Visiting researcher experience- Alexandra AmreinMay 17th, 2012 | By bsalvarez | Category: Training, Training
By Alexandra Amrein, visiting researcher, DAPA research area
I gained my first work experience in Colombia with the local NGO VallenPaz, which not only reset my focus from mainstream business to agribusiness, especially in the context of small scale producer in rural conflict areas, but also brought me in touch with CIAT. After finishing the one year project with VallenPaz, I was lucky to join CIAT’s research area on Decision and Policy Analysis as a Visiting researcher, working in the section of linking farmers to markets under the supervision of Mark Lundy, a true “guru” of small holder inclusion. Joining his team was a hurrah moment for me!
What drives this “Markets” team is the need for linking small scale producers to markets in order to increase income for rural farmer families and ultimately to contribute to the improvement of their livelihoods. Although many farmers offer quality products, market links do not grow automatically. The commercial side of small holder businesses is mostly neglected and often problematic. The team’s goal is to offer useful and applicable concepts that help smallholders become competitive partners in the value chain. Several tools and models developed for this purpose have been successfully implemented through Learning Alliances in cooperation with partner NGOs and development agencies in more than 40 countries around the world.
One of the current projects, the development of a field guide on new business models for Small holder inclusion, is inspired from The Business Model Generation, a very successful business analysis tool from the private sector. My work on this project focuses on adapting this tool to a small holder context and designing ways to make information accessible to a broad audience ranging from producer organizations and NGO to companies with small holder sourcing ambitions. We are hoping that this field guide will help both small holders and companies to identify and develop a common base for durable and equitable trade relationships as well as providing orientation for support agencies on how to facilitate such a process.
In the last six months I have been traveling regularly to the Colombian pacific coast, being involved in a project with three semi-rural afro Colombian producer organizations in Buenaventura, Guapi and Quibdó. All three of these women-led groups are dedicated to the production and commercialization of medicinal and aromatic plants. CIAT’s part in this ACUA Foundation and IFAD led project is to strengthen those local businesses in terms of market opportunities and market access. Through participatory workshops in the community environment, we implement selected diagnostic tools of the above mentioned approach e.g. Value Chain Mapping, Business Model Analysis and Visioning, which in combination serve as a starting point to step into a prototype community led innovation cycle. This describes the continuous interplay between (1) the implementation in practice, (2) the evaluation of results and (3) the rotative up- scaling of elements with a proven value. Until now, feedback from the participants has been very positive throughout the different workshop stages because the methodology, whose power lies in its simplicity, allows the participants with many different educational backgrounds to engage rapidly with a new way of business- oriented thinking. The implementation of our concept in practice is not only essential for improving the quality of work that we want to deliver but has also helped me gain a strong personal satisfaction!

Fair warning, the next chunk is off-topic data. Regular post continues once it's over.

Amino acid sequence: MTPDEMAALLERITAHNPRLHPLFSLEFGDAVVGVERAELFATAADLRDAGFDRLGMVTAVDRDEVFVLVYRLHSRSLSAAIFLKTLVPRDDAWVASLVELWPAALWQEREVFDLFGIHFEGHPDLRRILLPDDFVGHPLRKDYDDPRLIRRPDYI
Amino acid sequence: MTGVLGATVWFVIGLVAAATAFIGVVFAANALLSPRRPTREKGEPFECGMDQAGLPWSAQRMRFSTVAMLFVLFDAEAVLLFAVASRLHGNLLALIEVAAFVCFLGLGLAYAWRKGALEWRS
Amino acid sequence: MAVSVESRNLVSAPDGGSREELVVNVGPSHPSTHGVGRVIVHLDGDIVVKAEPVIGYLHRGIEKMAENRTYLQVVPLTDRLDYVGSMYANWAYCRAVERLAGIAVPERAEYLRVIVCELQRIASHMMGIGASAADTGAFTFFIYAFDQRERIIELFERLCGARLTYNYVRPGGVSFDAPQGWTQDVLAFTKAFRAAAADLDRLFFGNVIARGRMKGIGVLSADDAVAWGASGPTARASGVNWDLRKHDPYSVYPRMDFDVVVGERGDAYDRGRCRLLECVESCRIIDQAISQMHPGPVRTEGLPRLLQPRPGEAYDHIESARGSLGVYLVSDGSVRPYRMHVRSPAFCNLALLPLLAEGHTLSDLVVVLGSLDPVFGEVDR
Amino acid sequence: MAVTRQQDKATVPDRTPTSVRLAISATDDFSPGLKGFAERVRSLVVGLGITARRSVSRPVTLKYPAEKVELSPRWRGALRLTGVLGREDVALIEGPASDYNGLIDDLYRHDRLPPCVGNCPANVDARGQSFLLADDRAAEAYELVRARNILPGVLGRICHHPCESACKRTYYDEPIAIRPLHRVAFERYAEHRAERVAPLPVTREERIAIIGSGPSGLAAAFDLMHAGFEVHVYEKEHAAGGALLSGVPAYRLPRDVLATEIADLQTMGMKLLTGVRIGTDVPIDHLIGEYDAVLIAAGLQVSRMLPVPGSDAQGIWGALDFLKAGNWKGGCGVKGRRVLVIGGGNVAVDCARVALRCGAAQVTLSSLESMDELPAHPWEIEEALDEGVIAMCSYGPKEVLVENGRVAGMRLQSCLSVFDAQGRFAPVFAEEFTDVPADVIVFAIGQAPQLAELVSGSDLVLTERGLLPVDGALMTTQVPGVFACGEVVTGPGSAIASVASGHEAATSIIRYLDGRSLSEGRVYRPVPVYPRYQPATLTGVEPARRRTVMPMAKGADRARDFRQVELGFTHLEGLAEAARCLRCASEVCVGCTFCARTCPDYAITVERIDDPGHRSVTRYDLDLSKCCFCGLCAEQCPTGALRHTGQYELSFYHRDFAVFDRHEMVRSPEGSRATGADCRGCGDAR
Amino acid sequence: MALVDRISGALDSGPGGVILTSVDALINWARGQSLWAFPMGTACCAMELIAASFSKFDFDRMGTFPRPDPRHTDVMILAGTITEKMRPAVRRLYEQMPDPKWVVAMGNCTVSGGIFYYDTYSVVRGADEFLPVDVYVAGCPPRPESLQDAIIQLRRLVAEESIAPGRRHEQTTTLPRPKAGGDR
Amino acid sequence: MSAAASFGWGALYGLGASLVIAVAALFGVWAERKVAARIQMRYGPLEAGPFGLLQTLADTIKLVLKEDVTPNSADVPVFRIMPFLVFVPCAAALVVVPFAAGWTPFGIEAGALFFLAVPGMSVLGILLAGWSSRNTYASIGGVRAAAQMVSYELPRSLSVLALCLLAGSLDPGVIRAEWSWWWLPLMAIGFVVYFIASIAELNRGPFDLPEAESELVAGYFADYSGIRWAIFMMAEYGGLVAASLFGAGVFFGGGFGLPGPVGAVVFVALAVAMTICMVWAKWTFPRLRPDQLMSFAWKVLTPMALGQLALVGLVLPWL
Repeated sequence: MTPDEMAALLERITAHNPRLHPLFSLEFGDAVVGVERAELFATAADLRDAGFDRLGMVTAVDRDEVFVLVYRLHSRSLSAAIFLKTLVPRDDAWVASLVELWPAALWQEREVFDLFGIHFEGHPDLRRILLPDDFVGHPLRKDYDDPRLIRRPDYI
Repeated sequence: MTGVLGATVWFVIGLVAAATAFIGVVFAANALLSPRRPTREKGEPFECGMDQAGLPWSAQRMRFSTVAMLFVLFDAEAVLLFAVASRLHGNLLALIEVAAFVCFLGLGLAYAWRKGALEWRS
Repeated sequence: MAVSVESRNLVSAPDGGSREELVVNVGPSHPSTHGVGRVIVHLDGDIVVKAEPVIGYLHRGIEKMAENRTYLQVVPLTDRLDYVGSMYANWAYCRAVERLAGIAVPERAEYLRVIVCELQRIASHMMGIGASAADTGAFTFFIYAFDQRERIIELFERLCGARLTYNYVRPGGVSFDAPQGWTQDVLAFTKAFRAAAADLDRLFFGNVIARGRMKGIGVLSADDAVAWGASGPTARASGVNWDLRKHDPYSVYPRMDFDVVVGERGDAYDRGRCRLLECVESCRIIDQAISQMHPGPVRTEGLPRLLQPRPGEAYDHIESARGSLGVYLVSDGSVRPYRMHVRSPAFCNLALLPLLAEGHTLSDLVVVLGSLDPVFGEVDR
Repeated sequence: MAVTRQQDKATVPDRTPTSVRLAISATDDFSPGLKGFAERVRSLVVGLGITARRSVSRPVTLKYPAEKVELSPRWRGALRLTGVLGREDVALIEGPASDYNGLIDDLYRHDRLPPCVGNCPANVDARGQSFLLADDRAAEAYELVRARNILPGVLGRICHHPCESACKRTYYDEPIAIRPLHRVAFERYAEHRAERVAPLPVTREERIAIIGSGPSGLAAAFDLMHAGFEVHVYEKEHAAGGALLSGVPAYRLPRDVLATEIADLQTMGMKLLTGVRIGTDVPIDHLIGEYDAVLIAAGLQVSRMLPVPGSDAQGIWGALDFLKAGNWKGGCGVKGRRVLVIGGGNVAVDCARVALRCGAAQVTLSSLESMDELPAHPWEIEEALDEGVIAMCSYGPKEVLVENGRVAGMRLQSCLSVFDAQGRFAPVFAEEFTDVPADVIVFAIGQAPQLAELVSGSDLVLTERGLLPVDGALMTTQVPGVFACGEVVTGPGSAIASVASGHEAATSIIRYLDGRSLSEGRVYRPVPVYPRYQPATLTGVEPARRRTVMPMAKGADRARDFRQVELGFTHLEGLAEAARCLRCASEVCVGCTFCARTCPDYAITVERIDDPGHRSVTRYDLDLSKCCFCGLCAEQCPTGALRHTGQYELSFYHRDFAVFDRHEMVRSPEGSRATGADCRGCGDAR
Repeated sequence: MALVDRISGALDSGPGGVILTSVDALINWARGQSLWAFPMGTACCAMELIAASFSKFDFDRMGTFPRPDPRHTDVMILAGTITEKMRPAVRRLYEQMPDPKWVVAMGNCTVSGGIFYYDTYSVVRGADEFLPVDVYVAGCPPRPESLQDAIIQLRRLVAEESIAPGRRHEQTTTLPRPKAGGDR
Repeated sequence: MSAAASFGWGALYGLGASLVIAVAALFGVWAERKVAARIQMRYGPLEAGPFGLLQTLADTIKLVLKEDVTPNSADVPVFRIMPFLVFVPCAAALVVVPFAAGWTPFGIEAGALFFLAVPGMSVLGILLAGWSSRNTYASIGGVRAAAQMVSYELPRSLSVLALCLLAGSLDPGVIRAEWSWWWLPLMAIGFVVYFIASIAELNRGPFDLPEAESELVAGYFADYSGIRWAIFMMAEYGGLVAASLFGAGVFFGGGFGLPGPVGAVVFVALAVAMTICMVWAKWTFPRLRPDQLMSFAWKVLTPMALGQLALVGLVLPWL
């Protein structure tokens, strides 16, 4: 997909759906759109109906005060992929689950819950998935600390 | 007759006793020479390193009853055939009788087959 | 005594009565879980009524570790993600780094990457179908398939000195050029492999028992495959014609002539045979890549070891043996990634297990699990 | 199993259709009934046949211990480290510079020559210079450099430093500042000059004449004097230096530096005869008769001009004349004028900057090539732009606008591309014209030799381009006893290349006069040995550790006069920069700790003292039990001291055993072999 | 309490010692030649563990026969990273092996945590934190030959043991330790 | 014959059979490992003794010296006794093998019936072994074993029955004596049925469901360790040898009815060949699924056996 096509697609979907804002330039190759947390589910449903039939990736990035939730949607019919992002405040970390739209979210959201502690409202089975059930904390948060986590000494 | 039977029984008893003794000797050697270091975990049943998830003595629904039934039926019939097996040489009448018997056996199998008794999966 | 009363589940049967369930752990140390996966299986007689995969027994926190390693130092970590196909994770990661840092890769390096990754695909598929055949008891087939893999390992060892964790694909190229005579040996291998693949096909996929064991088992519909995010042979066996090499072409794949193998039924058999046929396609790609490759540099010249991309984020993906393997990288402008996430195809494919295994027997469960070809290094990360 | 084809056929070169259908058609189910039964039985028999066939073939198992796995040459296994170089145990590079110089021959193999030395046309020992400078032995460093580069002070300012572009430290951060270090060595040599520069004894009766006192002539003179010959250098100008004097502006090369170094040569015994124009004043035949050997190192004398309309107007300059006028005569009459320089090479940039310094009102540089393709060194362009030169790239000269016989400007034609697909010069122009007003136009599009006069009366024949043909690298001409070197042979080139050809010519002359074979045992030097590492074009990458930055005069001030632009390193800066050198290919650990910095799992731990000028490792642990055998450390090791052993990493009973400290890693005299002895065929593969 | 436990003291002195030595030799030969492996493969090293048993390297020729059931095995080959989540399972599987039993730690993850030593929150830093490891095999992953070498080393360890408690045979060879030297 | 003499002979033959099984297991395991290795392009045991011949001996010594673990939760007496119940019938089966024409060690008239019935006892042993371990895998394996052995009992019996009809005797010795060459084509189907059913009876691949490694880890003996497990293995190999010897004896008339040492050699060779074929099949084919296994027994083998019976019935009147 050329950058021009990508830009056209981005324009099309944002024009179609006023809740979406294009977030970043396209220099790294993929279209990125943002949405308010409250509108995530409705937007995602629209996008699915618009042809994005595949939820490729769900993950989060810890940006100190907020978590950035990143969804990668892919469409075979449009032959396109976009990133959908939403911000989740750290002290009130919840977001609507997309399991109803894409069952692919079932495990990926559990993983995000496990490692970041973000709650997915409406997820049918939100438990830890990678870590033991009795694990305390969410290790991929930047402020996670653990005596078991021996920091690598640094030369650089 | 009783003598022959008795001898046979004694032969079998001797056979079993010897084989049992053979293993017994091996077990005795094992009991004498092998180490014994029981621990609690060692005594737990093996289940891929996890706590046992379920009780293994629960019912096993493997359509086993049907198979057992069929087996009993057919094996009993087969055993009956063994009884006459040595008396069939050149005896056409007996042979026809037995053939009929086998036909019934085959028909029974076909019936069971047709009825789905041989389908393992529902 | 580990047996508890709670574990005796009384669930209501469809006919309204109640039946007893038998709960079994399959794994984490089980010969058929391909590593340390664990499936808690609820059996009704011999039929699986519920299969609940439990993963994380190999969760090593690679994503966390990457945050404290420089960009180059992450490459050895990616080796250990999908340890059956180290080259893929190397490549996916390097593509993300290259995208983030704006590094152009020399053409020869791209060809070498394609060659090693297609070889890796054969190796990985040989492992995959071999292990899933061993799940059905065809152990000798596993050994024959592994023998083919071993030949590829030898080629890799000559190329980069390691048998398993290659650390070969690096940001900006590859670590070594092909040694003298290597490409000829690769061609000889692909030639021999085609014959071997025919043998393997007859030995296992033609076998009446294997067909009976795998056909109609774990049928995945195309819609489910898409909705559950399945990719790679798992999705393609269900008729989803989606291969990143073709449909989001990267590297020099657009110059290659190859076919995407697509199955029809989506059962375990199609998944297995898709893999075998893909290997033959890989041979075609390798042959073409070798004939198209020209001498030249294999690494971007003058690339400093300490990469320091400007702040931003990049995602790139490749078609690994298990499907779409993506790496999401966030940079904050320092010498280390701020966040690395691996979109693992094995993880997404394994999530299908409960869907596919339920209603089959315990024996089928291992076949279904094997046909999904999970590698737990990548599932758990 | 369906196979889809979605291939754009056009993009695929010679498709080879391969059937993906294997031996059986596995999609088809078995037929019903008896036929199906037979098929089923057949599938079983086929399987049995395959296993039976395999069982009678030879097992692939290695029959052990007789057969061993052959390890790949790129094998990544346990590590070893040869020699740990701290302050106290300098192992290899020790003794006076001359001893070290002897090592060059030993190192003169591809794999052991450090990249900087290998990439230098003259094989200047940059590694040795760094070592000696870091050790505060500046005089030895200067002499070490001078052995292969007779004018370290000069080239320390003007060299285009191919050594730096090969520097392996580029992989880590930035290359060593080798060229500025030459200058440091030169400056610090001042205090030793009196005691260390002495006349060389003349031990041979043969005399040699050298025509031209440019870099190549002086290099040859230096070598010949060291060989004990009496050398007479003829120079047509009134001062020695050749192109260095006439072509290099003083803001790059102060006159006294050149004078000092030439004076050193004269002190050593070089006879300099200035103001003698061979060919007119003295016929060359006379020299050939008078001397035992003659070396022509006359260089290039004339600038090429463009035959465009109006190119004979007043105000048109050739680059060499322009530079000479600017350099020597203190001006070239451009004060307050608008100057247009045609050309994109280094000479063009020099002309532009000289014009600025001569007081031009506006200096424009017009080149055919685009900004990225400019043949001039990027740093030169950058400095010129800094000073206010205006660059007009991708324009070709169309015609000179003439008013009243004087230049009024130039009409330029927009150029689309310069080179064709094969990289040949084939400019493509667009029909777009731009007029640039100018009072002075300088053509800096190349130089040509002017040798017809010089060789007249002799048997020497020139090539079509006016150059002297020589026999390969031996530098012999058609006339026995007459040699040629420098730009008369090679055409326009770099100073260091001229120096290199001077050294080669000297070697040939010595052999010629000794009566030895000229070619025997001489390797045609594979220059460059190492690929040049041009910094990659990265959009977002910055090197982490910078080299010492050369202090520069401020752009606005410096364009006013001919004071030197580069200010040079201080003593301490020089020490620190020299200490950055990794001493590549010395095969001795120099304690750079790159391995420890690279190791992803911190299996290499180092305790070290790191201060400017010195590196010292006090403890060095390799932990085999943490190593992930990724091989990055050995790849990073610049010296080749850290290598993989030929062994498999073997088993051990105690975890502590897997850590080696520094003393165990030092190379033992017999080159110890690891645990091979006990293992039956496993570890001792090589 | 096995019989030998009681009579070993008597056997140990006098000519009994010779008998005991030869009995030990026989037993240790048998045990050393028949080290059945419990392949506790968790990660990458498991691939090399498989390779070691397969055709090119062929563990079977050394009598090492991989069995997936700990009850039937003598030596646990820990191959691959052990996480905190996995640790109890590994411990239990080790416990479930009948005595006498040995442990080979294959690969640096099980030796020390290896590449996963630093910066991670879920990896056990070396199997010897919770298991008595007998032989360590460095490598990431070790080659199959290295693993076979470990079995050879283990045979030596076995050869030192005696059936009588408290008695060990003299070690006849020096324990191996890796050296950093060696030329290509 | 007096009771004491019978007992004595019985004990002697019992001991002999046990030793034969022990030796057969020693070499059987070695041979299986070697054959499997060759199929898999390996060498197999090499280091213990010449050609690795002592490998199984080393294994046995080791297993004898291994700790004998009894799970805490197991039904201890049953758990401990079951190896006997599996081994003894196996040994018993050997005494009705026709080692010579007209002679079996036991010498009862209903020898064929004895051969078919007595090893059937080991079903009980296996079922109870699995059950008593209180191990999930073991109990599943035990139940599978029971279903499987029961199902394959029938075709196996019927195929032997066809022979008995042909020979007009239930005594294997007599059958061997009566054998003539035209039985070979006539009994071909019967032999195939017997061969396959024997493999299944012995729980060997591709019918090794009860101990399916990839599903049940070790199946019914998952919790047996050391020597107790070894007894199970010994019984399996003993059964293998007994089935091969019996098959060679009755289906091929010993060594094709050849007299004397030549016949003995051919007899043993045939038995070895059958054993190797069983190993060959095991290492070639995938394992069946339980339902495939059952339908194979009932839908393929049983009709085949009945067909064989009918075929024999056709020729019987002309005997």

Inspired by CIAT’s learning ambiance, I recently started a distance-learning master’s course on Sustainable Development with SOAS in London. I decided on this vocational and academic double-tracking because of the direct thematical link between my job and the course content. Learning about the latest academic thinking on sustainability will help me to develop a more complete picture of smallholder inclusion, adding to the predominant ‘economic sustainability’ of markets a valuable ‘triple bottom line’ of social and environmental aspects. Even though working and studying can be challenging, I am optimistic that this effort will result in a two-faceted benefit for my studies and my work.
For me, CIAT has been a unique opportunity to learn from experts and grow as a professional. This experience with the CIAT “Markets” team has allowed me through various field trips to use the theory of small holder inclusion in a practical context and, to complete a loop, put practical experiences in a theoretical framework, contributing to learning experiences for development actors.